We know that Paul is absolutely right, and there are people with different gifts in every church, office and family. And yet, we are swayed by the loudest person in the room. Our brains take a shortcut instead of valuing every kind of experience. “People often pay closest attention to the person who talks most frequently, or has the most impressive title, or comes from the CEO’s hometown. And that’s because of how our brains are built. The group decision-making process, rather than aligning with actual competence, habitually falls for messy proxies of expertise, a phrase coined by University of Utah management professor Bryan Bonner. Essentially, when our brains are left to their own devices, attention is drawn to shortcuts, such as turning focus to the loudest or tallest person in the room. Over time, letting false expertise run the show can have negative side effects.”

We have to work hard to allow everyone’s gifts to flourish. For example, we can structure a church meeting or work project differently. Bonner, the Utah psychologist, says to “take the humanity out” when you can. “Set up situations where people exchange information with as little noise as possible,” he says. If you’re brainstorming, have everyone write down their ideas on index cards or on shared documents, then review the ideas anonymously — that way the strength of the idea, rather than the status of the source, will be the most powerful thing.

There are many gifts that build up an organization. We cheat ourselves out of God’s diversity if we don’t work to make a place for all of them.

* * *

1 Corinthians 12:1-11
Loving All the Different Gifts
Paul’s reminder that there are varieties of gifts is both inspiring and dismaying. In theory, we love variety. In practice, it would be so much easier if everyone thought like we do. It turns out that there are spiritual habits that will teach us to value the whole panoply of ways people give, act, think and play.

Experts suggest that we try some of these practices.  If we can afford it, travel. Author Rodolfo Mendoza-Denton remembers, “I vividly remember the experience of traveling in Beijing 20 years ago, on the hottest day of the year, and discovering that one could simply not find cold drinking water anywhere (this is no longer true). Hot tea, I learned, was the answer to scorching thirst. It was a relatively minor event, but from then on I was less inclined to scoff in disbelief at people’s diverse taste preferences. It helped me realize that there is nothing biological or innate about the need for a cold drink on a hot day, or for the “naturalness” of any of the habits or customs we follow.”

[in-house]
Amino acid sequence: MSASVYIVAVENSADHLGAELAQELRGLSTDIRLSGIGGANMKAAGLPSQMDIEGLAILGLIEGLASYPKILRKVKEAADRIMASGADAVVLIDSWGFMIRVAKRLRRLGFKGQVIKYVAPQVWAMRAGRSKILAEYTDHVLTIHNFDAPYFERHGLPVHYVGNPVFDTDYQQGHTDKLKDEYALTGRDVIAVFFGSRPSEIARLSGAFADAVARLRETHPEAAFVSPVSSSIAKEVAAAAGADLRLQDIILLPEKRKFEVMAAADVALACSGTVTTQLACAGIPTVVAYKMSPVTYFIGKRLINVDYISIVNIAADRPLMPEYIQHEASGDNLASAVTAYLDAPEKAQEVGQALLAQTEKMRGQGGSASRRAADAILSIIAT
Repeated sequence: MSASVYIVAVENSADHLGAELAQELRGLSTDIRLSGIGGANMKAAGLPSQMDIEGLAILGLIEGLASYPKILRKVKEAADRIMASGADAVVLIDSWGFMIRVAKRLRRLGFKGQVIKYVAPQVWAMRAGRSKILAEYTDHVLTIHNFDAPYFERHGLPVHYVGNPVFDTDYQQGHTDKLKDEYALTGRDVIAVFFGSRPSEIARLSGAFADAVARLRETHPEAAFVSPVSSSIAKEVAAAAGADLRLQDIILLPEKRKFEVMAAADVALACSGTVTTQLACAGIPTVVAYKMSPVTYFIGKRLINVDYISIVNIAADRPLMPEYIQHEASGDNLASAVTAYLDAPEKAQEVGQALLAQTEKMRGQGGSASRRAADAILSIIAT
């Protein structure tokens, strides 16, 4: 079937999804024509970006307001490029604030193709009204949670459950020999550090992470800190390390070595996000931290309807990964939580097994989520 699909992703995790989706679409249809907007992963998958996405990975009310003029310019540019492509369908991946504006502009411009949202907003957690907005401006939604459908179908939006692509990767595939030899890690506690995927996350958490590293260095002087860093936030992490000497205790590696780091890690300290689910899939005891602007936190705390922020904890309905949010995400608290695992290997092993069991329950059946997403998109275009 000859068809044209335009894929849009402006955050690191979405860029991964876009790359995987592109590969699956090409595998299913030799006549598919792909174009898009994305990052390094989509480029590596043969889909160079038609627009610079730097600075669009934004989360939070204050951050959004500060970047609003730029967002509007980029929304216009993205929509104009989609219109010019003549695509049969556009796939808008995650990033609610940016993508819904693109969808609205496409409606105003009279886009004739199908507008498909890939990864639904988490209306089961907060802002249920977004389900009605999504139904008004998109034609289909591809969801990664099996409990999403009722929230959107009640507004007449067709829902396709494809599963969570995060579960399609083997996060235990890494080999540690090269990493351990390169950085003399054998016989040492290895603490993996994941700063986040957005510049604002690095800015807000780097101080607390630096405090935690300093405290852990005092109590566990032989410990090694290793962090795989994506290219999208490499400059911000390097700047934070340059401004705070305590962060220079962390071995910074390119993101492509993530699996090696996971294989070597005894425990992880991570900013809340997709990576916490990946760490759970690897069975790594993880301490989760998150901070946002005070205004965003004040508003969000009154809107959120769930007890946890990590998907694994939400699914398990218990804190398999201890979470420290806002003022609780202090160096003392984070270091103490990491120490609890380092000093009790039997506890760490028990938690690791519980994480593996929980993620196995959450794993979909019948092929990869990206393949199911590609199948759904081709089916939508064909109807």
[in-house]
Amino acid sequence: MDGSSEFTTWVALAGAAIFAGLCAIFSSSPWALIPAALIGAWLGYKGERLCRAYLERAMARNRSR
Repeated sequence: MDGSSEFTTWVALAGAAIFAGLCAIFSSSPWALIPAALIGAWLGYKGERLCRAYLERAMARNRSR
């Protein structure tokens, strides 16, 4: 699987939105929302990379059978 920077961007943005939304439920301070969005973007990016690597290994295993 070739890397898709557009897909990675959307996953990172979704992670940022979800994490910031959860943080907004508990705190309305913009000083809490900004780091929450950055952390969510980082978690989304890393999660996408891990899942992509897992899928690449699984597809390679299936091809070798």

Also, “Acknowledge differences, rather than try to fight an uphill battle to ignore them. This strategy is known as multiculturalism, and differs from colorblindness in that it embraces diversity and difference. In the battle of the “melting pot” versus the “salad bowl” ideologies, the research is clear: The salad wins by a long shot.”

We can learn to value the differences Paul highlights, and see them as a gift from God, if we try.

* * * * * * * * *

From team member Ron Love:

Isaiah 62:1 “her vindication shines”

Dietrich Bonhoeffer was a German theologian who resisted the Third Reich. Realizing that Adolf Hitler was an evil man who had to be stopped, Bonhoeffer wrestled with the theological concept that would  permit a Christian to stop evil, even if it meant being a part of an assassination plot. Bonhoeffer concluded that Hitler was so very evil that a Christian was justified in violating the Ten Commandments, participating in Hitler’s murder. The Bunker Plot did not succeed, Hitler survived, and Bonhoeffer was arrested for his participation and sentenced to be executed.

Bonhoeffer preached his last sermon on Sunday, April 8, 1945, in a little schoolhouse that served as a temporary prison in Schonberg. When he concluded his message the guards said, “Prisoner Bonhoeffer, get ready to come with us.” Everyone gathered in that makeshift chapel knew the meaning of those words; that is, Bonhoeffer was being taken to be executed. On the next day, Monday, Dietrich Bonhoeffer was hung.

As he was leaving the schoolhouse, Bonhoeffer said to his fellow prisoner, Payne Best, these immortal words: “This is the end — for me the beginning of life.”

* * *

1 Corinthians 12:1 “uninformed”

Herbert Brokering (1926-2009) was a Lutheran pastor. He wrote 30 books as well as hymns, poems and plays. Besides pastoring churches, he was a promoter of healing, justice and peace. He made more than 100 pilgrimages in his lifetime to places in Europe, the Middle East, China and India.

One of his better-known poems is titled Sermon. He began the poem by sharing that he was listening to a sermon, not the best sermon, “but the only one for this day.” He didn’t sleep during the sermon because “I always come to hear all of it for the sake of the one sentence.” The poem then discusses the faults of the sermon he is listening to. But then the preacher, “He does not know when he says his big sentence. I know. It’s when all the words become one word. When all the thoughts become one thought. It’s when the words become like flesh and blood to me.”